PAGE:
Randomness, signature scripts, and transaction malleability
Segregated witness brought along with its activation a host of changes including fixing transaction malleability — the ability of a transaction’s identifier, a SHA256 hash of the transaction, to change without the underlying transaction changing. A transaction object typically contains the following fields: version, transaction inputs (containing previous hash, previous index, signature script, and sequence), transaction outputs (containing amount and public key scripts), and the locktime.
These fields, except for the signature script, cannot be changed without invalidating the transaction. The field containing the unlocking script is emptied (a signature should not sign itself) before the transaction is hashed thus making it possible to change the unlocking script without rendering the transaction useless. Because of this reason, different unlocking scripts can represent the same transaction. How is this so? Initially, I thought that it had to do with how signatures are calculated, given that randomness is embedded in the signing algorithm used to sign transactions.
From my perspective, understanding the basic underlying mathematics of the signing process could provide some insights. Hence, in this article, I will explain my understanding of the basic math of signing, how different signatures, and in extension, unlocking scripts, can apply to the same transaction, and how segwit fixed transaction malleability.
Basic mathematics of signing
Signing is a way to prove the knowledge and possession of a secret number, i.e. private/signing key (e) without revealing this number. We know that in asymmetric cryptographic systems
where G is the generator point and P is the public key.
To sign a transaction hash, a random number k is selected such that
I assumed that because G lies on the elliptic curve, R lies on it too so that the summation of two points on the curve will give the position of R (addition is closed in a finite field). These points (u, v) can be selected by the signer as depicted in the image below.
Knowing that eG = P, and rearranging
Equation 4 can be considered as another way to represent the discrete log problem (DLP) because you either have knowledge of e, to select k such that (k — u)/v is equal to e (thus solving eG = P), or you try a brute force approach by selecting several combinations of (k, u, v).
In generating a valid signature S(r,s) for a transaction, we:
- hash the transaction to get z (the transaction hash) — taking note to empty the unlocking script and append appropriate signature hash flags,
- choose a random unique k,
- calculate kG = R(r,y) and select its x-coordinate (r),
- and calculate s such that the transaction hash (z), and signing key (e) are incorporated into the signature by selecting u and v as shown below:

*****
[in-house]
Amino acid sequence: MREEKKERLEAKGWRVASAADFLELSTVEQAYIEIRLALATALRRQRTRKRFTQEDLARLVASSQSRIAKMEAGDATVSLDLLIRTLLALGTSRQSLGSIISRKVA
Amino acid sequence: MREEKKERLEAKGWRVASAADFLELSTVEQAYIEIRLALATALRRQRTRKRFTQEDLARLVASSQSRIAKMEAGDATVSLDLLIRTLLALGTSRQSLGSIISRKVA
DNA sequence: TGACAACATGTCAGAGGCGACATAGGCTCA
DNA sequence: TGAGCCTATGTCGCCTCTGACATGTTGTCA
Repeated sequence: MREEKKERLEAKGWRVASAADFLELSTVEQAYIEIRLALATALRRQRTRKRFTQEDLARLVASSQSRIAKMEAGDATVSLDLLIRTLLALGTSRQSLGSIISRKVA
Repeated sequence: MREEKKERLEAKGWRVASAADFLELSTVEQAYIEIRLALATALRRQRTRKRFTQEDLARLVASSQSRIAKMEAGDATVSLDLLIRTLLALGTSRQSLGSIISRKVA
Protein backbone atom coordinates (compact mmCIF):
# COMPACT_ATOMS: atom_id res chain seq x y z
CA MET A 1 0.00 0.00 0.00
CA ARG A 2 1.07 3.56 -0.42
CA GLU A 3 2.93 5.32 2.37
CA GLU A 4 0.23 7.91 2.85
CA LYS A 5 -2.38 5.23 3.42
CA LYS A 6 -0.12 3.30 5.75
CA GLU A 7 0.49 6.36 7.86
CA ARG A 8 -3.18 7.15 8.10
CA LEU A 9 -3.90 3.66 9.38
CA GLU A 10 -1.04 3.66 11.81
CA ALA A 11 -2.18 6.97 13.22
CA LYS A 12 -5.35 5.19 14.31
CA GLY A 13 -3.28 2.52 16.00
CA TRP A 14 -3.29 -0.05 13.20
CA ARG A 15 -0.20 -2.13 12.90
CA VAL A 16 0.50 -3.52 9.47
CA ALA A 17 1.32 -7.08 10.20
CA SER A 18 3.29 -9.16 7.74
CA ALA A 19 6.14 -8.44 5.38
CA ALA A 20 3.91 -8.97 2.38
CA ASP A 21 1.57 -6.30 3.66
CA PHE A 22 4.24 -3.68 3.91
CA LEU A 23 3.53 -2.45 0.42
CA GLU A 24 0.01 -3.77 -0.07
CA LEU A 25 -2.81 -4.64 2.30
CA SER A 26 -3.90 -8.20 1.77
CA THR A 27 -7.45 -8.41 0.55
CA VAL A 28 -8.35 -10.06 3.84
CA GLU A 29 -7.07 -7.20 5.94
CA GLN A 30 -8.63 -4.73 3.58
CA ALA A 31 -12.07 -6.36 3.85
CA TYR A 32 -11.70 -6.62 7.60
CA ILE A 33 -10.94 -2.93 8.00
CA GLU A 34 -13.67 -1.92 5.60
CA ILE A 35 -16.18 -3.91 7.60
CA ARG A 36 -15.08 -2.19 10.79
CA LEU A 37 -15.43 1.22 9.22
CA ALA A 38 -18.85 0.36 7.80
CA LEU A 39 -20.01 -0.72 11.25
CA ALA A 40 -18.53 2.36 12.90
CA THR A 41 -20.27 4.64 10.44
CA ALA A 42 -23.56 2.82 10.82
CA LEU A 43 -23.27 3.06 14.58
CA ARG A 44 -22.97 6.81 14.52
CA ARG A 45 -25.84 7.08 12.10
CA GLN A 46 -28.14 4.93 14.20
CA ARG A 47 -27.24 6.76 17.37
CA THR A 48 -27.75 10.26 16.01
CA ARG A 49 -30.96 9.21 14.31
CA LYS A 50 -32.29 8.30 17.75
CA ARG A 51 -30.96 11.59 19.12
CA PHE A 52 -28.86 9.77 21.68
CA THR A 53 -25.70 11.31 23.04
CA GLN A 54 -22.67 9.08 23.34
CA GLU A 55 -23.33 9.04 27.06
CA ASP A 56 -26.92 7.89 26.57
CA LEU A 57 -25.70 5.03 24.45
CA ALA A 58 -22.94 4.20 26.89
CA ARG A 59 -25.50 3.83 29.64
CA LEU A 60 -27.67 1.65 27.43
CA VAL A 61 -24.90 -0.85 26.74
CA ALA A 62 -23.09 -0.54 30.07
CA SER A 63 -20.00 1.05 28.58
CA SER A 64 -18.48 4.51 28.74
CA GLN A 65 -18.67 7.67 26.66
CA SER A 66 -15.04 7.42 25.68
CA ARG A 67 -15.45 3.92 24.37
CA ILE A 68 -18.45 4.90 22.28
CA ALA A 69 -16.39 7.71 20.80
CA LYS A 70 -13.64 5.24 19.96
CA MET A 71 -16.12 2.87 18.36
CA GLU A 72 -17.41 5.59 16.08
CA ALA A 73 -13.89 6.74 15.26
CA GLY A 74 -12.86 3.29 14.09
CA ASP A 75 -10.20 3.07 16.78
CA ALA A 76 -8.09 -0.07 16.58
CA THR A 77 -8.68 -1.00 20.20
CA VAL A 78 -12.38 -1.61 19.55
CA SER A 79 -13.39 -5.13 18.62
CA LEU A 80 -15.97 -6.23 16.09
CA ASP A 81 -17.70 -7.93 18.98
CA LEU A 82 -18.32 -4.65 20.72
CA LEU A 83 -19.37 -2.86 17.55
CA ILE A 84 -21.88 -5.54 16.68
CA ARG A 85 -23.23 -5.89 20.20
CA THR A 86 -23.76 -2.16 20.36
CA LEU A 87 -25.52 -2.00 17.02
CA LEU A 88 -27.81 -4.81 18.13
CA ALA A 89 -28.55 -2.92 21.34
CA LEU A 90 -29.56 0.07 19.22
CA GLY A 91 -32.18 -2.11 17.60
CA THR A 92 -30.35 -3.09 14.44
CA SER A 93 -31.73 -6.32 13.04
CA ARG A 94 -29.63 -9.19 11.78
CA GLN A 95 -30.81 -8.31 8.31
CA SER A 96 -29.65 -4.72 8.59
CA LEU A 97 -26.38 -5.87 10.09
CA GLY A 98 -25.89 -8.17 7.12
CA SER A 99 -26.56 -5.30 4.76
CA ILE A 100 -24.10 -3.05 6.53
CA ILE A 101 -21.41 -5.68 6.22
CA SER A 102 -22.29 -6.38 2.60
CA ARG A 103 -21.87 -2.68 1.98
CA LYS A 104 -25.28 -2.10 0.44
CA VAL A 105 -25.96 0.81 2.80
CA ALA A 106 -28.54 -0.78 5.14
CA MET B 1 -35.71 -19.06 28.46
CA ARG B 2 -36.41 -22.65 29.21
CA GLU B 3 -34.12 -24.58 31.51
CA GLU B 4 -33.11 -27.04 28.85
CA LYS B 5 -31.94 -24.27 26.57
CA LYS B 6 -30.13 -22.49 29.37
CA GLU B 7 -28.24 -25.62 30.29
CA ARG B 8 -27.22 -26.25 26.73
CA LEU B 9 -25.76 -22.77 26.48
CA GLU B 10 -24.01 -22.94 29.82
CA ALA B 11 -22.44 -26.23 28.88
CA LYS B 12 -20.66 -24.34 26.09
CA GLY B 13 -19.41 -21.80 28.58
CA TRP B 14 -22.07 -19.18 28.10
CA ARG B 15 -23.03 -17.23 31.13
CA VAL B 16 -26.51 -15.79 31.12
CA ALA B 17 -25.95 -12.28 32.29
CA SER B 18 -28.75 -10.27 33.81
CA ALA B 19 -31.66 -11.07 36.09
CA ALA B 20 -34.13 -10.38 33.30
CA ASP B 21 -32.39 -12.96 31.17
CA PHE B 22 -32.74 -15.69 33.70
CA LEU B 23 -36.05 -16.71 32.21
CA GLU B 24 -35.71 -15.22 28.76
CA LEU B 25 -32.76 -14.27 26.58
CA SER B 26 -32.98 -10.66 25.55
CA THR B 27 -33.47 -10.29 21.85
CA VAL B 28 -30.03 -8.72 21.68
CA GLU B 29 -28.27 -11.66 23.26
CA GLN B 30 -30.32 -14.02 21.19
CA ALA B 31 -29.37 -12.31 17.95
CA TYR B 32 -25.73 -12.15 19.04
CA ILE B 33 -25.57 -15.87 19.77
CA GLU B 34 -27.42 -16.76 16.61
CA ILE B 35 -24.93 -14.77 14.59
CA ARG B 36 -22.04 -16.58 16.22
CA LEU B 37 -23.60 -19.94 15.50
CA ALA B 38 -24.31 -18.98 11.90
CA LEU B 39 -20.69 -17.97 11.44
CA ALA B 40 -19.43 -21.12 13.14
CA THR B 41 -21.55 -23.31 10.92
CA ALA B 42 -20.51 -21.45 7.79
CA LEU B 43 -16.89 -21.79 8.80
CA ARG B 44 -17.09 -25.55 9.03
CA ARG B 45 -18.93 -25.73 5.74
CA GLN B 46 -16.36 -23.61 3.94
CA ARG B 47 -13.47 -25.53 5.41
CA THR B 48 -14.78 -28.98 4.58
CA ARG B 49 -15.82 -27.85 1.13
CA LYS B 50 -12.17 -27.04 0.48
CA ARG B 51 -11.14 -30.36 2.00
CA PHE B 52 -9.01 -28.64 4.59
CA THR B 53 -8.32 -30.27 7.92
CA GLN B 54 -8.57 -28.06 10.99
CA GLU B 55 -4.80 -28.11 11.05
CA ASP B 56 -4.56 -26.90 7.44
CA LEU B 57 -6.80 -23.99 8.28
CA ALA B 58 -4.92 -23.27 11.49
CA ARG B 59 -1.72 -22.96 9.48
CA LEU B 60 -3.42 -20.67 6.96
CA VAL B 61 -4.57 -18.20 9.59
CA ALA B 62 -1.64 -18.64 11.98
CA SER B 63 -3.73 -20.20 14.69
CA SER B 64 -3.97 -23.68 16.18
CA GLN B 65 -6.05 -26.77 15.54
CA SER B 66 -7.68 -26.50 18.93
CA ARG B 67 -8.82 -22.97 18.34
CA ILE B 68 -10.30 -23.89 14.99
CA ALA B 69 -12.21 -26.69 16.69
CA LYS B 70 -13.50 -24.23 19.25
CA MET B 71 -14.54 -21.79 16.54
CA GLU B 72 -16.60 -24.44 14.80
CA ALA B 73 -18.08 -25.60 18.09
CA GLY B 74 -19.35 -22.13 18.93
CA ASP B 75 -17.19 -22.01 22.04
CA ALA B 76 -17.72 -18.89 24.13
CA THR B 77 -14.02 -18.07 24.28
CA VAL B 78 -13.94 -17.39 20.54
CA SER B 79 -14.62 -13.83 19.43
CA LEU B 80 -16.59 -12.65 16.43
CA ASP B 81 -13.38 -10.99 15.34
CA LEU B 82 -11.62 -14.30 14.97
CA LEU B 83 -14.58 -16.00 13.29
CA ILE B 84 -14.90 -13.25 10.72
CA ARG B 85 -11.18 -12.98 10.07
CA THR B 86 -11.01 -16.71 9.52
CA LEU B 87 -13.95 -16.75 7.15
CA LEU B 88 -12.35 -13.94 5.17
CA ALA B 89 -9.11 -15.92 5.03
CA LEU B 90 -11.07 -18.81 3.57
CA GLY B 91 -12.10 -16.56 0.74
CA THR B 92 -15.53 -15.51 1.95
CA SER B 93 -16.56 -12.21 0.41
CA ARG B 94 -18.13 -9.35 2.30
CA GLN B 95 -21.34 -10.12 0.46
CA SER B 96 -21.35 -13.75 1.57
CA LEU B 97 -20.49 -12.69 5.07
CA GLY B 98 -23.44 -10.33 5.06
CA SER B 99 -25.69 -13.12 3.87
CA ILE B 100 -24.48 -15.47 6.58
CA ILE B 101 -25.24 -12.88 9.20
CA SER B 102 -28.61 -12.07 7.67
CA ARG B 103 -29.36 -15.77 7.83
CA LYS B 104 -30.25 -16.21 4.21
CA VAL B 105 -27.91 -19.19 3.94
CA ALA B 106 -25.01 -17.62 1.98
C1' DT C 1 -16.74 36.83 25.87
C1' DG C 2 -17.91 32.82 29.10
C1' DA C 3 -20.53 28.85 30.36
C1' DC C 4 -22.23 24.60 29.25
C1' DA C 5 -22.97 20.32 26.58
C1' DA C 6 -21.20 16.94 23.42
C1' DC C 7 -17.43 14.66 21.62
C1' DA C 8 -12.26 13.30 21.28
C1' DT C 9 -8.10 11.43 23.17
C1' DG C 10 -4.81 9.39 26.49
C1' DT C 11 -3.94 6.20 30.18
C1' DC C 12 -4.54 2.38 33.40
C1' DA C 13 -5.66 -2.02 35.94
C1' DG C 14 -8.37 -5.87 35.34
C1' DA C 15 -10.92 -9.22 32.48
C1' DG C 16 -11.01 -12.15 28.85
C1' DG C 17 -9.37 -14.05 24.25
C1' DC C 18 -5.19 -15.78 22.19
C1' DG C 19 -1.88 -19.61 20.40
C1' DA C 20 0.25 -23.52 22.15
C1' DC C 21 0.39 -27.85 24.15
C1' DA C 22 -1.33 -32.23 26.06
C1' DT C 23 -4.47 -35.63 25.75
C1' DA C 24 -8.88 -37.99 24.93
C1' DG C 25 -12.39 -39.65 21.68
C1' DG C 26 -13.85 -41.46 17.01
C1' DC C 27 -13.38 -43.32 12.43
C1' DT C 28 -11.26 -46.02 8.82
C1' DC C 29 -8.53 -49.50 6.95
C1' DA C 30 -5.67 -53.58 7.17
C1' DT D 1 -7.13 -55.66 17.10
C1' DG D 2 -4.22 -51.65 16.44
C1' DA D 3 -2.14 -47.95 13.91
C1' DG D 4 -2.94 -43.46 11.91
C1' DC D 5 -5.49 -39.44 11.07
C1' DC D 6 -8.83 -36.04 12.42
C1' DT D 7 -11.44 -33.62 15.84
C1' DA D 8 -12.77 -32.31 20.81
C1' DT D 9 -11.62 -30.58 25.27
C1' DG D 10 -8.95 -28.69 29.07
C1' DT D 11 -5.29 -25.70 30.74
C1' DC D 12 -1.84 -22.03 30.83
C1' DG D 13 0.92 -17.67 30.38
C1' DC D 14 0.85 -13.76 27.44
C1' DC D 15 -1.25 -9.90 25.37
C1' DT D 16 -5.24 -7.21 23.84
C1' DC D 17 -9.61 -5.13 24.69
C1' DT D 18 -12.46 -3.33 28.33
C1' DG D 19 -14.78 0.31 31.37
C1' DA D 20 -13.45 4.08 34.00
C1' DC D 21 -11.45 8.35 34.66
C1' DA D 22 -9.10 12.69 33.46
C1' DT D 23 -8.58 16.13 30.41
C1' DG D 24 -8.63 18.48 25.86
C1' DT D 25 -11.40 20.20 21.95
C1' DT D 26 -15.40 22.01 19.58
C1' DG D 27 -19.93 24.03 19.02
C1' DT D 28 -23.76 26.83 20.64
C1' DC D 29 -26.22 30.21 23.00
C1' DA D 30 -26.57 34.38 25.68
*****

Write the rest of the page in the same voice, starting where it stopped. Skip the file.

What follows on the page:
Composing r and s gives a valid signature for the transaction.
Why different signature scripts can apply to the same transaction
As can be seen, any combination of k (must be unique for a signature), u, and v that satisfies the equation is valid for the given transaction hash z. From the signer’s perspective, this is fine. The signer of a transaction can sign the transaction many times, generating different signatures valid for the said transaction. This signature is then embedded in the signature script of the transaction, and then broadcast to the network.
However, some malicious users on the network can receive the broadcast transaction and modify it in different ways to generate a new valid but malleated transaction, which is essentially the same as the initially broadcasted transaction, albeit with a different transaction ID. These transactions spend the same inputs, transferring the same value to the same outputs, thus creating a conflict where only one of these transactions will be mined and added to the ledger. If the malleated transaction is mined, other transactions referencing outputs from the original transaction cannot spend from it.
How is this transaction malleability possible? The malicious user can modify the signature format of, add extra instructions to, or use cryptographic tricks on the signature script (Rosenbaum, 2019). Basically, by changing the signature script of the transaction, which changes the serialized transaction, and the transaction identifier.
Segwit and fixing transaction malleability
Segwit proposed to move the signature script data into another field — the witness field — that is not used for calculating the transaction ID, so that changes to the signature script field cannot impact the transaction identifier.
Randomness and the selection of a unique k value per signature allow signers to mutate transaction objects. They can generate different signatures for a transaction although one is selected and embedded into the unlocking script. In broadcasting their signed transaction, pre-segwit, users could experience a malleability attack that allowed malicious users to modify the signature script field of the broadcast transaction and change the transaction’s identifier. With segwit, moving the data from the signature script into a field that does not impact the calculation of the transaction ID, eliminated the malleability attack vector.
I would deeply appreciate any feedback you can provide. If you found this article helpful/useful or found factual misrepresentation, please do not hesitate to comment or contact me here or on Twitter @engb_os.
- Antonopoulos, A. (2017). Mastering bitcoin: Programming the open blockchain
- Song, J. (2019). Programming bitcoin: Learn how to program bitcoin from scratch
- Rosenbaum, K. (2019). Grokking Bitcoin